Presumed Republican presidential nominee John McCain and his supporters love to boast about McCain’s military service. “He’s a war hero. He was held captive and tortured for 5+ years in Viet Nam.” Quotes similar to this are used as the primary evidence of his ability to lead the nation, or at least a nation at war.
I am not so brazen as to discount either his service or his stamina. But it’s pretty easy to discount this attempted linkage between his military service and his readiness to lead the nation. Sadly, but not surprisingly, the mainstream media have not dared to question this linkage because they risk being misinterpreted as questioning his patriotism.
Military service in and of itself (and, in particular, being held captive) does not qualify one to be President or, by extension, Commander in Chief. The ability to strategize effectively to bring about peace while minimizing the loss of human life is a primary qualification. This qualification is not miraculously bestowed upon all those held in captivity. If that were the case, we could argue that Gitmo is creating the world leaders of tomorrow.
There are those who posit — and I tend to agree — that being held in captivity is instead a disqualifier for the nation’s highest position. It’s virtually impossible to escape lasting psychological damage from the type of captivity and torture that McCain endured. (There’s a special irony in the fact that our 43rd President’s policies have made it highly unlikely that the thousands of returning Iraq War veterans with PTSD and other emotional and mental problems will ever have sufficient mental health services provided for them. Do you suppose they take some comfort in the fact that a Presidential candidate shares something in common with them?)
- How Tough Is John McCain? Salon, May 14, 1999
- McCain’s Temper May Become an Issue Washington Post, Oct. 31, 1999
- Famed McCain temper is tamed Boston Globe, Jan. 27, 2008
It’s not a very long dotted line that connects his captivity to his outbursts of rage. With the kinds of pressures a President faces on a daily basis, do we dare risk electing a President who may make decisions out of anger instead of rational thinking?
The dotted line is perhaps not so direct or obvious between McCain’s Viet Nam experiences and his myopic approach to his campaign. Whatever the source of his campaign strategy, McCain is largely a single-issue candidate. He himself has chosen to make the Iraq war the centerpiece of his campaign. While he may dabble in discussions of other matters, he always comes back the favorite song in his songbook: war.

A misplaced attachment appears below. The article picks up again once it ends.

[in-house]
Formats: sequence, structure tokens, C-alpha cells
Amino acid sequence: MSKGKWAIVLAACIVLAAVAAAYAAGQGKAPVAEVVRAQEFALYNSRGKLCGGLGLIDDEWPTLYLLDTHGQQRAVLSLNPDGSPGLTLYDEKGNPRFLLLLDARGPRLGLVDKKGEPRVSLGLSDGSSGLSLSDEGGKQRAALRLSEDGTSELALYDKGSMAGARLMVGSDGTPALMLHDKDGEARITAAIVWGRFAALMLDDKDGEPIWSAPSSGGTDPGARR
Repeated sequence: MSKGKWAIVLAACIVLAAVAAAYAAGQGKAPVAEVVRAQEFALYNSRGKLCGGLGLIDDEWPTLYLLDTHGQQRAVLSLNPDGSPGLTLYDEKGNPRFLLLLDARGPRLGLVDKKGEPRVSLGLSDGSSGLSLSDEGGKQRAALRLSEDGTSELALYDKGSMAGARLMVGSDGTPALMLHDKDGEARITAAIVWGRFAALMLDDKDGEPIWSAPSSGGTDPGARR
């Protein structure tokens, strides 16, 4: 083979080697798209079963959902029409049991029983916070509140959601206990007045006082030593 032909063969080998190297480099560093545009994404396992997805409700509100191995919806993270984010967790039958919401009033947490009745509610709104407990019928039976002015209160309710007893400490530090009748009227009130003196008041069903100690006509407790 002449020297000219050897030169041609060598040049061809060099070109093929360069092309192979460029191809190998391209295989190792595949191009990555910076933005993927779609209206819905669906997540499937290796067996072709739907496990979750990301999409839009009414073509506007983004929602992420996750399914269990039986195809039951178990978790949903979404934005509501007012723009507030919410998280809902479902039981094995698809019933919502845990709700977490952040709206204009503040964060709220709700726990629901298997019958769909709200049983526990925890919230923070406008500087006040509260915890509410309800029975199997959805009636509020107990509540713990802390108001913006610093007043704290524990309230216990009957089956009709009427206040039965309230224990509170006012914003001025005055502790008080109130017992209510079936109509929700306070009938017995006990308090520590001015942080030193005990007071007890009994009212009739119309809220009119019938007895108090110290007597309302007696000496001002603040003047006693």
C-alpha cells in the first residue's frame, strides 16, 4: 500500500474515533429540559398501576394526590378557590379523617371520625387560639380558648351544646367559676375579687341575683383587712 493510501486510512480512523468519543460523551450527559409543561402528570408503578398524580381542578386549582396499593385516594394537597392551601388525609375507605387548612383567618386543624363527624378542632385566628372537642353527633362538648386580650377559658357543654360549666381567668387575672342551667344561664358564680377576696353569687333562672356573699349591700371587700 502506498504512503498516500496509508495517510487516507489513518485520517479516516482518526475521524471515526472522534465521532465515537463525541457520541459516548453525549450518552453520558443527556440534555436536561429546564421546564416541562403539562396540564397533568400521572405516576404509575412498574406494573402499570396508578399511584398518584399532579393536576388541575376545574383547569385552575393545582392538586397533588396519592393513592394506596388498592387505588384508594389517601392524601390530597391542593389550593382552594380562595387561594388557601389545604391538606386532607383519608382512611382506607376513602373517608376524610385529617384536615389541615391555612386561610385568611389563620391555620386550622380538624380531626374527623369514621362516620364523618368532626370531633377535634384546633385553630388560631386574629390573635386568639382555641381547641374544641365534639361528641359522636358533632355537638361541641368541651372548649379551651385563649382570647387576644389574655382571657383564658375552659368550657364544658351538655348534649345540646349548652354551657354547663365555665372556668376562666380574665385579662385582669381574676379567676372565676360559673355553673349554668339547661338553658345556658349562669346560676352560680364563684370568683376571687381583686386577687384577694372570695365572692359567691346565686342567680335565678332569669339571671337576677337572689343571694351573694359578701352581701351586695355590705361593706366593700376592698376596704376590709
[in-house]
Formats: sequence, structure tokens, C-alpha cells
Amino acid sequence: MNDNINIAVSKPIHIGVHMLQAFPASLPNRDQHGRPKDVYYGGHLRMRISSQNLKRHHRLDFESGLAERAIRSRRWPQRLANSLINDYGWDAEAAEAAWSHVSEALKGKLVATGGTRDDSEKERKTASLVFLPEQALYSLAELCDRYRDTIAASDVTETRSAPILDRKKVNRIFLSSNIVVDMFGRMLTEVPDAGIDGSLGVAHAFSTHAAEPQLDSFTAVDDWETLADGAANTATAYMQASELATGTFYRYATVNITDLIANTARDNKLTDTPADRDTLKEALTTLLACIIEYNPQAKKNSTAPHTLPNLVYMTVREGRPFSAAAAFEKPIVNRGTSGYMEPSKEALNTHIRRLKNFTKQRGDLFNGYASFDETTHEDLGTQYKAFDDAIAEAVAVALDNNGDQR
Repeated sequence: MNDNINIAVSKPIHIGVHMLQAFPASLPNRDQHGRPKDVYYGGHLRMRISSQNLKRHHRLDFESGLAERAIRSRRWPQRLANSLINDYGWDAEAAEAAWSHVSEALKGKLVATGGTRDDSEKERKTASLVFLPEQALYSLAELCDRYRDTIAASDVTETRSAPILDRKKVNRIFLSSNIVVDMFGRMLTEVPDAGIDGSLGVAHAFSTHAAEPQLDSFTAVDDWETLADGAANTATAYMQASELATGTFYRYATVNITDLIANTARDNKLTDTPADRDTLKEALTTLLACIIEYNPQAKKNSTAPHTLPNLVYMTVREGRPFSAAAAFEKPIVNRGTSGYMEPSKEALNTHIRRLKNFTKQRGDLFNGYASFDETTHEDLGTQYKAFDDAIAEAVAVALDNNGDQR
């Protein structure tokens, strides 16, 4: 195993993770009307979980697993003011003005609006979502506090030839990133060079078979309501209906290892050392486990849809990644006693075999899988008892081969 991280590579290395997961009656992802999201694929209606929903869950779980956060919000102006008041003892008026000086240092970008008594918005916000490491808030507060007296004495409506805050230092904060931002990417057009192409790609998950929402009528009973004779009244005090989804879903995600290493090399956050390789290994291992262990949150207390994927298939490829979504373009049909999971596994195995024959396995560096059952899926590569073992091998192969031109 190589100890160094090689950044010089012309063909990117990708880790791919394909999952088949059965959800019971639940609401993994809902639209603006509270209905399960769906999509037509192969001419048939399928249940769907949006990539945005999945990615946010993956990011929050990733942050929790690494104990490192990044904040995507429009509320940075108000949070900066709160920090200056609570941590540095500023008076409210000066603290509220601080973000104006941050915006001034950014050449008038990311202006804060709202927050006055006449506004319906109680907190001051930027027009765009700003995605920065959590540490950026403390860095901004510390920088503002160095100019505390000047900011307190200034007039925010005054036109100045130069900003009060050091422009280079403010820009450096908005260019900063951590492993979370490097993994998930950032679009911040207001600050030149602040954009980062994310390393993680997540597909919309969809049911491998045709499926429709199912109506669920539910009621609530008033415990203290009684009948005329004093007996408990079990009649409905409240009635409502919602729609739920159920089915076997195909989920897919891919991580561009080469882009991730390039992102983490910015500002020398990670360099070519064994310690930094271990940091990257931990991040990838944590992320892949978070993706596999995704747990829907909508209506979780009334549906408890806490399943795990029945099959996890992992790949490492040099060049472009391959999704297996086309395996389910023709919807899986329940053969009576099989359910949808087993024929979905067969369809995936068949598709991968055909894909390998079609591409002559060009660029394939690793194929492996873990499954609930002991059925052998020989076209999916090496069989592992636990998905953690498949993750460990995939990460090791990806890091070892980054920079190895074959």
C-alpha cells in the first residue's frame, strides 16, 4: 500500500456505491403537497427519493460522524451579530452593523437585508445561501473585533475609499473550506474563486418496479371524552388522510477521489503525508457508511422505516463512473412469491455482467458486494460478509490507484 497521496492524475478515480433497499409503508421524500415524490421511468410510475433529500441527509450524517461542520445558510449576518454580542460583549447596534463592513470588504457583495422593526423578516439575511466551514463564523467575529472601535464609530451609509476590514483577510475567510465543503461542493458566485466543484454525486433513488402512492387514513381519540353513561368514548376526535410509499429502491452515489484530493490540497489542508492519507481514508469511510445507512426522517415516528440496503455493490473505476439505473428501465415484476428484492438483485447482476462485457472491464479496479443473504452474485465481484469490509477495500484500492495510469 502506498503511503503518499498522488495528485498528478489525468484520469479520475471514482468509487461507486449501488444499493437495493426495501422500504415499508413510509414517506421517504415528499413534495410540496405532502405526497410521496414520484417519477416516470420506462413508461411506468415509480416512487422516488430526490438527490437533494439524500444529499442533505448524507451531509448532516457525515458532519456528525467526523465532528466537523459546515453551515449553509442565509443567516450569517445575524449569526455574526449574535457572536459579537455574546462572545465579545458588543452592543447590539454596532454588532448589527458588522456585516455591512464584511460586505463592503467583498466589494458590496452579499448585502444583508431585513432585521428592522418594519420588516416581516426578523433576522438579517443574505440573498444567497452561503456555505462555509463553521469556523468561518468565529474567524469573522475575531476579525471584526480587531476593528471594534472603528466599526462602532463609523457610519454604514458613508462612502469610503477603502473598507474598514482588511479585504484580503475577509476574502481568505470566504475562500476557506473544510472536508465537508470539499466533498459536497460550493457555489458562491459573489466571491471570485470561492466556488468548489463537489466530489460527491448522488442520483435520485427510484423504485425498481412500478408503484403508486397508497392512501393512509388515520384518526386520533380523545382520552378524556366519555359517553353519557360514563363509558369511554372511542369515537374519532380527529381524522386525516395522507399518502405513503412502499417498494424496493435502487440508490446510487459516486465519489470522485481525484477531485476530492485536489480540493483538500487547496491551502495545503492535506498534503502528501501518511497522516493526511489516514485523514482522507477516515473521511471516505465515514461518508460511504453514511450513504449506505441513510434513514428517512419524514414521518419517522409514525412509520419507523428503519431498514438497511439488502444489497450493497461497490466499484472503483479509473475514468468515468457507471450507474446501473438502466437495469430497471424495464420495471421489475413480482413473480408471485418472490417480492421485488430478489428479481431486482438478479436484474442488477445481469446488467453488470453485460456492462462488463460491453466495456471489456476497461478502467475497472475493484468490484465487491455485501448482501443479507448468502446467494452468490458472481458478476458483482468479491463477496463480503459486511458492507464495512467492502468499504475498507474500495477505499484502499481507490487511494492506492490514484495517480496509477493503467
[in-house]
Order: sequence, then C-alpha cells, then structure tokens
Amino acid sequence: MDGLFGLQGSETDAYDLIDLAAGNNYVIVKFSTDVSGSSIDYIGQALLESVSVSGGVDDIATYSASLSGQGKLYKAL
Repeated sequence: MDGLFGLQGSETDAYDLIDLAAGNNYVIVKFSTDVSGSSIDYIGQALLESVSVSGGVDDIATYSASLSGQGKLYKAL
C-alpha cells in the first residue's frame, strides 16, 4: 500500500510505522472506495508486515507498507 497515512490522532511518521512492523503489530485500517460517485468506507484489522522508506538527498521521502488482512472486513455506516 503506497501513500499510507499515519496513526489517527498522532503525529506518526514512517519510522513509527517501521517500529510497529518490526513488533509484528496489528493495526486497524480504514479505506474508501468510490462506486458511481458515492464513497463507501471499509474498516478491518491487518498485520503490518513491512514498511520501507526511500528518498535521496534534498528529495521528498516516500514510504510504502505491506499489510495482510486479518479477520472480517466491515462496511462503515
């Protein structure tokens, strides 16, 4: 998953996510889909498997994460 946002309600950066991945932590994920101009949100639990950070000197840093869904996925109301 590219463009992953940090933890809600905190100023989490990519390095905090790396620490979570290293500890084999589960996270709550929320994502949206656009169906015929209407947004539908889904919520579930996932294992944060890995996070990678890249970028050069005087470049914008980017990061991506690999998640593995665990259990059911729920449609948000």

Moveover, McCain seems to be among the millions of Americans who don’t make a distinction between American history and military history. Indeed, the two are sometimes difficult to separate because generation upon generation of American men (and now women) have gone off to one war or other. War is a giant part of the American identity. The prevailing mindset is that we must somehow prove our individual and collective worth by being engaged in and winning wars. Consequently, we find ourselves cast in the role of the world’s policemen. In that role, we’re damned if we intervene and we’re damned if we don’t.
Our next president will be faced with the challenge of changing not only the world’s perception but the reality of the U.S.-military-as-global-police-force. How on earth will McCain’s perspective meet that challenge? McCain’s own war experience was in the nation’s previously most misguided war, and yet he, like so many other Republicans, have yet even to admit that Viet Nam was almost as much of a mistake as the current Iraq fiasco. To expect McCain to meet or even address this objective is like shopping for groceries at a lumberyard.
Let’s face some facts. The vast majority of the nation is opposed to the war. People are tired of having our young men and women sent off to this ill-conceived and poorly-executed venture in Iraq. People are tired of seeing our national debt escalate and our spending power dwindle. People are really tired of all other aspects of our government being hobbled because of inordinate defense spending.
John McCain is simply not capable of addressing the needs, desires, and — dare I say — hopes of America.
I spotted this creative use of stick-on letters today:
I guess most of us have become numb to the ‘outrage-a-day’ policies of the Bush administration. The primary tactic of this gaggle of traitors, liars, and thieves seems to have been to do at least one unbelievably stupid, arrogant, questionable, or downright illegal thing each day. While the press corps focuses (for a moment, at least) on that act, they’re already onto the next. The net result is the accrual of a sludge-pile of aberrant behavior so deep that no one can (or wants to) slog through it. It’s virtually impossible to achieve even a modicum of justice or truth. Make the scandal so dense, complex and multi-faceted that few have the time or inclination to attempt to challenge or even make sense of it.